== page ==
The first thought I had putting on disc one in the new six LP set — called The Complete Chris Bell from Omnivore Recordings — compiling pretty much all the known recordings by Big Star co-founder Chris Bell: this is the way this music was meant to be heard…
Don’t get me wrong. I reviewed and enjoyed the deluxe edition two CD set of Bell’s now-classic posthumous release, I Am The Cosmos, issued earlier this year. But I held off on tackling the CD release of Looking Forward: The Roots of Big Star until I got my hands on the six LP super deluxe box set LP edition which breaks out this material into unique album experiences. I’m glad I did. The LP version is a better way to hear this music and here’s why: sequencing, pacing and in some instances, fidelity…
The version of Looking Forward: The Roots of Big Star included in The Complete Chris Bell boxed set boasts a different track running order than the CD. For some reason on the CD they juggled the music — which was recorded at different sessions over varying time periods — perhaps to put songs which the producer felt were strongest at the start of the disc. This is understandable, that is a common CD convention. However, when I played the corresponding music on the LP in the boxed set (again, called Looking Forward: The Roots of Big Star) it all made much more sense, grouping the earliest tracks by Chris Bell’s first “bands” — assemblages dubbed Icewater and The Wallabys — together. Most importantly, the songs sound more of an entity as early raw productions; this was the time period when Chris Bell was learning his recording studio craft.
The more polished 1971 tracks credited to Rock City are here collected on their own LP within The Complete Chris Bell boxed set called See Seven States. Again, this music just flows better together than the more jarring playlist on the CD. In this presentation, these recordings feel like a real album, much in the way that I Am The Cosmos feels like a real album (even though it too was compiled posthumously).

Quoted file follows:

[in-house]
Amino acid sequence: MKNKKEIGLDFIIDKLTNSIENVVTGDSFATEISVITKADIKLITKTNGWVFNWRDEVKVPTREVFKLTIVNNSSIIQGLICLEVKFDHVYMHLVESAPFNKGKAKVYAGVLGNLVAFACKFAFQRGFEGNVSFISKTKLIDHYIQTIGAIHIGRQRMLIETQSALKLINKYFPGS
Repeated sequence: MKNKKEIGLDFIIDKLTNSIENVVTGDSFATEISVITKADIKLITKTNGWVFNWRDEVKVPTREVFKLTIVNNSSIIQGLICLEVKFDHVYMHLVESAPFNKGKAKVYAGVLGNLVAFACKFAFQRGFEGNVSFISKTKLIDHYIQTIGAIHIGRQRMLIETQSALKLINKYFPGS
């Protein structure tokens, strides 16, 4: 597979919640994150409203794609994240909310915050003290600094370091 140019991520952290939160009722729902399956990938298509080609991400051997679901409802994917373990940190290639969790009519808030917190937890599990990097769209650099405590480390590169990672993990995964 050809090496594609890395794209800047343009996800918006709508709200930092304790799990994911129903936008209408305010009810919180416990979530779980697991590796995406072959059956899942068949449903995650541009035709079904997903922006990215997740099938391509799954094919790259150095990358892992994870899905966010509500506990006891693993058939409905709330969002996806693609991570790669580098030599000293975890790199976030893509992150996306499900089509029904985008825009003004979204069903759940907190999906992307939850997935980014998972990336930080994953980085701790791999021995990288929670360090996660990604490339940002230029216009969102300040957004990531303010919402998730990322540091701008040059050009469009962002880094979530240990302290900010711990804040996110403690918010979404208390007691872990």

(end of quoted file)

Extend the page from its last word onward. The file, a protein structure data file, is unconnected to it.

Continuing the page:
There are two separate discs for all the outtakes and such found on the bonus discs of the two CD set for I Am The Cosmos as well as a 1975 interview disc exclusive to this set. You also get a nice LP sized booklet with copious liner notes including interviews with musicians who performed on the recordings back in the day. There are also included download code cards for each LP to satisfy your mobile listening needs.
Reviewing The Complete Chris Bell gave me an opportunity to do a little (decidedly non-scientific) comparison / contrast between the included standard weight black vinyl LP version of I Am The Cosmos — the centerpiece of this new set and arguably Chris Bell’s master work — and the clear vinyl version which came out earlier this year. Both sound quite good. However, this is one of those instances where the black vinyl version actually does sound better than the clear vinyl version I bought. Colored vinyl is bit of a nit for many an audiophile who feel that these novel pressings are compromised and always noisier than black vinyl. I’ve never completely bought into that concept because so much depends on the pressing plant where the discs are made, quality controls and even the quality of the vinyl used. I own some fantastic sounding colored vinyl records (and at least one picture disc that sounds great!). That said, there was a noticeable difference in the sound between the clear and black vinyl versions of I Am The Cosmos, with the black version getting the nod for its warmer overall feel and lower noise-floor.
That is not to say that all the black vinyl in this set was perfect — the Rock City See Seven States album came on a somewhat blotchy looking disc that was a bit on the noisy side. Also, Side Two of the disc is a bit off center which only raised its ugly head for me toward the end of the album on those long held breaks on “Shine On Me.” Thankfully, the off center issue didn’t impact the other tracks, especially the previously unreleased early version of “Try Again,” a gorgeous acoustic guitar and pedal steel guitar prayer closing out the disc, which ultimately ended up on the first Big Star album, #1 Record in a revised form. Fortunately, none of this was a huge deal breaker for me but since this is a critical review, I have to acknowledge that there were some issues — your experience may well vary! Otherwise, all in all the music sounds pretty amazing on this disc with lots of big guitar tones, big drums (courtesy of future Big Star drummer Jody Stephens), lush vocals and rich harmonies.
For some additional perspective, I cued up some of these tracks from the streaming version of the Looking Forward: The Roots of Big Star collection, available via the Tidal subscription music service, and they sound pretty solid in all their CD-quality splendor.
Now, some of you are probably wondering where you can get this set. Well, it is designed to be a Record Store Day exclusive item so you will need to get up out of your person cave to walk, run, crawl, drive, bike, skate or fly to your favorite physical, brick and mortar, music store to find this limited edition gem. After Black Friday it will be available by mail order on the Omnivore Records website.
The Complete Chris Bell is a well made, loving collection. If you are a fan of Big Star, you’ll want to grab this for sure.